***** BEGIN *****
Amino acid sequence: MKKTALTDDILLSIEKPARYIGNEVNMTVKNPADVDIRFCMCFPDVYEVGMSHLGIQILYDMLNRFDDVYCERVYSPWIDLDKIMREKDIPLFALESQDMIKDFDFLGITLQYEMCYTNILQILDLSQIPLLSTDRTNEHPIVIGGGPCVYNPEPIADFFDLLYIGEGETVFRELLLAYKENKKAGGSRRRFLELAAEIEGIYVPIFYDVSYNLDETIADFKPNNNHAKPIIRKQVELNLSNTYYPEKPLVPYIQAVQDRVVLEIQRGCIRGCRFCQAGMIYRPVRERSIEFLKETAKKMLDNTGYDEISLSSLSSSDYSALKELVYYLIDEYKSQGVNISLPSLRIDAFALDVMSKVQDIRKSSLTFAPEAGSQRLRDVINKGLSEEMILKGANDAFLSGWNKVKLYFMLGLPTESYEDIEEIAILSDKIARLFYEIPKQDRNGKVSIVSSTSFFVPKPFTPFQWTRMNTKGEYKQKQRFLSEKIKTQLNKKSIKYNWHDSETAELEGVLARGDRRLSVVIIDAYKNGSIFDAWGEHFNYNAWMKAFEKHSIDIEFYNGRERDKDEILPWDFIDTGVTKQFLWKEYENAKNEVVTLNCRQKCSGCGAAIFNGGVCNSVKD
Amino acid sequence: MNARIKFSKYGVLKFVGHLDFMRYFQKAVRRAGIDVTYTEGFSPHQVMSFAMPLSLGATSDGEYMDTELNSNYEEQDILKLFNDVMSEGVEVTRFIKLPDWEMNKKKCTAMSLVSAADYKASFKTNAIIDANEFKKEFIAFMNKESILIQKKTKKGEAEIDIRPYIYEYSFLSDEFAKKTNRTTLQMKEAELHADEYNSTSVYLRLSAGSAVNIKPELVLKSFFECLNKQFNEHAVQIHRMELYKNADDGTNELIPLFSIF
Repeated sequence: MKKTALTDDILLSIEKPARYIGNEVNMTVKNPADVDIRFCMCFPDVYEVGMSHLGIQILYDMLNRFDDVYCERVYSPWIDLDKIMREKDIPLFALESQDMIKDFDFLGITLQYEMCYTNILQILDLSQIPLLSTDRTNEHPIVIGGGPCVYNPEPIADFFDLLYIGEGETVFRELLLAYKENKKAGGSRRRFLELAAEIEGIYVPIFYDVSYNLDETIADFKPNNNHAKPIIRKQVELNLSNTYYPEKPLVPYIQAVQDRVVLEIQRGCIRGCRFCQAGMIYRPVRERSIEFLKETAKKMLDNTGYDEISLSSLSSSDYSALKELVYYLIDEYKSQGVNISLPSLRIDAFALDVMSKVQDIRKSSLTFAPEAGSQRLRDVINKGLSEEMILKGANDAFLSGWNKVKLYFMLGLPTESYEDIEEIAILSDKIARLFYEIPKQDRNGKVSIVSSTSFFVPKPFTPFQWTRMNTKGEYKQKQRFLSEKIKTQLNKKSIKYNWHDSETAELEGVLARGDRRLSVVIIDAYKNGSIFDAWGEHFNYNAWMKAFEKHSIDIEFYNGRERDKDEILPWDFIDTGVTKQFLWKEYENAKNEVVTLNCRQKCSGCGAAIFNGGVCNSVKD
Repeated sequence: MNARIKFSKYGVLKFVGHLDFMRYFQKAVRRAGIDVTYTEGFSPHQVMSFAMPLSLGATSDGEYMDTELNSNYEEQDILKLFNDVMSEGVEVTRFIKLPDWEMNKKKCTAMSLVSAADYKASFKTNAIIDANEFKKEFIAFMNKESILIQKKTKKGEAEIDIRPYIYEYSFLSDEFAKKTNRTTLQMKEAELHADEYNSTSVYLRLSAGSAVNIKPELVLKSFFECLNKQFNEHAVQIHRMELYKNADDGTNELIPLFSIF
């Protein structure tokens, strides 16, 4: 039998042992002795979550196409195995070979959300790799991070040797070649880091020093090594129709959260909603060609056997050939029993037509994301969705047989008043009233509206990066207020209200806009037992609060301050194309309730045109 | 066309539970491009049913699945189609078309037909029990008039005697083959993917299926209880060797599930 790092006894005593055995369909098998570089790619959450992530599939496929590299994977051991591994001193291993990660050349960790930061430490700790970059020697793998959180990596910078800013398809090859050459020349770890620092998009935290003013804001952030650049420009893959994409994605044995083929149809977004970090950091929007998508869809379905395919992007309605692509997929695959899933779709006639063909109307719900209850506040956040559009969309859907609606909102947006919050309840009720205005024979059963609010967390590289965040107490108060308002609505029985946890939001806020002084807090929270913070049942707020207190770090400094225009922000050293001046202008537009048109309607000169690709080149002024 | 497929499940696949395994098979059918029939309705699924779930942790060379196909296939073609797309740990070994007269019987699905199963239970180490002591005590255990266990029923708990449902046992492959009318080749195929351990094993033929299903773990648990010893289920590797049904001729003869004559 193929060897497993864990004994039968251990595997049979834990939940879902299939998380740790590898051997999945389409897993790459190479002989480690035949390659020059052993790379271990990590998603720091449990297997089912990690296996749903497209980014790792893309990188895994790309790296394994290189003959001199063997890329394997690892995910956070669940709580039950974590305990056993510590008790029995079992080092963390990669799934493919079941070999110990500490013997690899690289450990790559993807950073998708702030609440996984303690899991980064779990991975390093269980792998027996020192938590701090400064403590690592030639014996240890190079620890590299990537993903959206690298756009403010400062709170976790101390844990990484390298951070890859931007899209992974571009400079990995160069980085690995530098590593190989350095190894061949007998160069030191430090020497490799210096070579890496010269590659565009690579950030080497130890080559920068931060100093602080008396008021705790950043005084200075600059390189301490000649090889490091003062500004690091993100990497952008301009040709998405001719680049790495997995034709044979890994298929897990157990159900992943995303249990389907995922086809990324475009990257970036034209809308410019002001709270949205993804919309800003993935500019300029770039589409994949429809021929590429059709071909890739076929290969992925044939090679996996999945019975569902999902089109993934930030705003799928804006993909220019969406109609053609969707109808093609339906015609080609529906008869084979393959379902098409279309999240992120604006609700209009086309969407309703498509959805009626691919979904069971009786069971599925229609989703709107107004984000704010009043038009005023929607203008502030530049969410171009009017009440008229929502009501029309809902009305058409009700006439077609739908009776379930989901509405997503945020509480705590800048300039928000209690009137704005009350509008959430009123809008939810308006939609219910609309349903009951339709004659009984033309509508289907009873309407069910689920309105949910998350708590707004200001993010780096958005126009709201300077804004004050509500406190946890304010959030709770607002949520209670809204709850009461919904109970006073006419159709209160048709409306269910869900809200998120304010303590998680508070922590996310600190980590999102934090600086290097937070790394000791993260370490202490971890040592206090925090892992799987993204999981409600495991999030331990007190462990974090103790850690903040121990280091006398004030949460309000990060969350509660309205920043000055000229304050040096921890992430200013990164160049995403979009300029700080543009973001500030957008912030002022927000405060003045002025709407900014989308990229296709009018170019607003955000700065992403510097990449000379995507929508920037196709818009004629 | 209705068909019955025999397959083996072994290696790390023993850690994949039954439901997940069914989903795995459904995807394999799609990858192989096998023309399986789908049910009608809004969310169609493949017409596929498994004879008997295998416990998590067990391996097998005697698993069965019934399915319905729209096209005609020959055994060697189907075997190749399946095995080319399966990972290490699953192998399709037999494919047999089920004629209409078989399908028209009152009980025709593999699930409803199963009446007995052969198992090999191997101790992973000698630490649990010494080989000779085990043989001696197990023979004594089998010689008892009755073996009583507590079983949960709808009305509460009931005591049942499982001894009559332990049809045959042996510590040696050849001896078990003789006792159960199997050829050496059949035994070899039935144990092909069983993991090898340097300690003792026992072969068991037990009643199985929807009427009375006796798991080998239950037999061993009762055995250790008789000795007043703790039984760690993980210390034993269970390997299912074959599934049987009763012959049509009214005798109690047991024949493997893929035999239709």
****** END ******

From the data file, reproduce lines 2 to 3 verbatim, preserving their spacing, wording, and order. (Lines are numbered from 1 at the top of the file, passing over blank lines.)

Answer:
Amino acid sequence: MNARIKFSKYGVLKFVGHLDFMRYFQKAVRRAGIDVTYTEGFSPHQVMSFAMPLSLGATSDGEYMDTELNSNYEEQDILKLFNDVMSEGVEVTRFIKLPDWEMNKKKCTAMSLVSAADYKASFKTNAIIDANEFKKEFIAFMNKESILIQKKTKKGEAEIDIRPYIYEYSFLSDEFAKKTNRTTLQMKEAELHADEYNSTSVYLRLSAGSAVNIKPELVLKSFFECLNKQFNEHAVQIHRMELYKNADDGTNELIPLFSIF
Repeated sequence: MKKTALTDDILLSIEKPARYIGNEVNMTVKNPADVDIRFCMCFPDVYEVGMSHLGIQILYDMLNRFDDVYCERVYSPWIDLDKIMREKDIPLFALESQDMIKDFDFLGITLQYEMCYTNILQILDLSQIPLLSTDRTNEHPIVIGGGPCVYNPEPIADFFDLLYIGEGETVFRELLLAYKENKKAGGSRRRFLELAAEIEGIYVPIFYDVSYNLDETIADFKPNNNHAKPIIRKQVELNLSNTYYPEKPLVPYIQAVQDRVVLEIQRGCIRGCRFCQAGMIYRPVRERSIEFLKETAKKMLDNTGYDEISLSSLSSSDYSALKELVYYLIDEYKSQGVNISLPSLRIDAFALDVMSKVQDIRKSSLTFAPEAGSQRLRDVINKGLSEEMILKGANDAFLSGWNKVKLYFMLGLPTESYEDIEEIAILSDKIARLFYEIPKQDRNGKVSIVSSTSFFVPKPFTPFQWTRMNTKGEYKQKQRFLSEKIKTQLNKKSIKYNWHDSETAELEGVLARGDRRLSVVIIDAYKNGSIFDAWGEHFNYNAWMKAFEKHSIDIEFYNGRERDKDEILPWDFIDTGVTKQFLWKEYENAKNEVVTLNCRQKCSGCGAAIFNGGVCNSVKD